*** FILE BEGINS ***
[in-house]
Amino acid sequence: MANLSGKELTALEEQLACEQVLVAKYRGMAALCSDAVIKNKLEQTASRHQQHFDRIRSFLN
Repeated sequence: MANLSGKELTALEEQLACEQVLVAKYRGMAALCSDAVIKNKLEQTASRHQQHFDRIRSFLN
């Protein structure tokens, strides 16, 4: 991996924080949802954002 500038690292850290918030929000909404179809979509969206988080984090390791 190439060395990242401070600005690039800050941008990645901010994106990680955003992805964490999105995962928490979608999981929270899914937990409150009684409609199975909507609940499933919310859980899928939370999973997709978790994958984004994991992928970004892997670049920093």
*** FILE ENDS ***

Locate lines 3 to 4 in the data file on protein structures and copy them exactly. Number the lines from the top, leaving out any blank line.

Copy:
Repeated sequence: MANLSGKELTALEEQLACEQVLVAKYRGMAALCSDAVIKNKLEQTASRHQQHFDRIRSFLN
């Protein structure tokens, strides 16, 4: 991996924080949802954002 500038690292850290918030929000909404179809979509969206988080984090390791 190439060395990242401070600005690039800050941008990645901010994106990680955003992805964490999105995962928490979608999981929270899914937990409150009684409609199975909507609940499933919310859980899928939370999973997709978790994958984004994991992928970004892997670049920093």